(We nicked both these photos from James Joyner.)
Joyner also did a lot of this round-up, but we’ll just repeat it here.
Jon Stonger wants to get rid of the tie:
So the tie is traditional. So are togas, and they look comfy. Why do we still wear the tie?
One possibility is that enough people think that a tie looks good, so it stays in fashion. I understand nothing of fashion (and don’t want to) but this doesn’t seem to make sense. Ties are worn far more often in the context of business or politics then they are by celebrities and movie stars. When you think about it, a tie is really just a colorful piece of cloth hanging from someone’s throat. It makes just as much sense to find shiny objects to stick in our hair or colorful feathers to shove up our ass.Another possibility is that men just like to be choked. After all, some people like to be tied up, and this is just a different version of that. We’re even honest enough to call it a tie (same word as tying someone’s hands or feet) rather than ‘cravat’ (or ‘noose’). Perhaps I’m deviant because I don’t enjoy the sensation of pressure around my throat. Maybe everyone else gets their jollies from oxygen restriction.
Of course, if you’re going to play S&M asphyxia games at the office, it’s important to have everyone’s consent, and they certainly don’t have mine. If there was a necktie-safeword, I would use it.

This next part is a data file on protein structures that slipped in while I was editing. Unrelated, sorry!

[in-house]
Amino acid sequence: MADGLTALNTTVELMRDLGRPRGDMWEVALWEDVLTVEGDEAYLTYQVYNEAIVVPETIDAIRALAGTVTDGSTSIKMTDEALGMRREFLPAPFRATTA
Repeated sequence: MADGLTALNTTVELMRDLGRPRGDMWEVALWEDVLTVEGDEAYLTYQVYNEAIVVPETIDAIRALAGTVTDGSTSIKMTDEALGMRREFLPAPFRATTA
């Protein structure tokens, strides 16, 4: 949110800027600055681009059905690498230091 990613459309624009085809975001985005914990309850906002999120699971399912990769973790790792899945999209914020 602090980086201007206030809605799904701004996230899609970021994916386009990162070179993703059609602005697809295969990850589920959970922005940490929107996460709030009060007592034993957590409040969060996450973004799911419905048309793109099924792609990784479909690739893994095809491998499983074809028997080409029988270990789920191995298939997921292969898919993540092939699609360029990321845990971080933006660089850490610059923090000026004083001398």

I don’t think that most people find ties to be spectacularly fashionable. I don’t think most men find them comfortable. If you had a group of 100 men and you announced that starting tomorrow, all of them were going to have to wear goofy-looking strands of rope wrapped tightly around their throats in order to come to work, they would all refuse.
John Derbyshire has an ode to ties:
I shall be sorry to see the tie disappear. I still have my school ties (both regular and Old Boys) and my college tie. The latter is a replacement. I lost the original on my travels, and went to the tie shop for a replacement. This wasn’t just any tie shop, it was the tie shop, a wonderfully atmospheric old place in Southampton Row, west-central London. The proprietor was a very old man in my college days (mid-1960s); and he was still running the place, and still looked the same, 25 years later when I bought that replacement. It’s possible my imagination has embroidered the memory, but I could swear he used to wear a tail coat in the shop. He could get you any tie at all — club, regiment, school, college, guild, lodge, . . . Last time I was there, my father had just passed away. I asked the old guy if he could supply me with the tie of Dad’s old regiment, the King’s Shropshire Light Infantry, already long defunct. He tottered over to an old wooden cabinet, pulled out a drawer, and produced the tie. I almost bought it as a memento, and now wish I had. It would of course have been grossly wrong of me to wear it, not having served in the KSLI myself.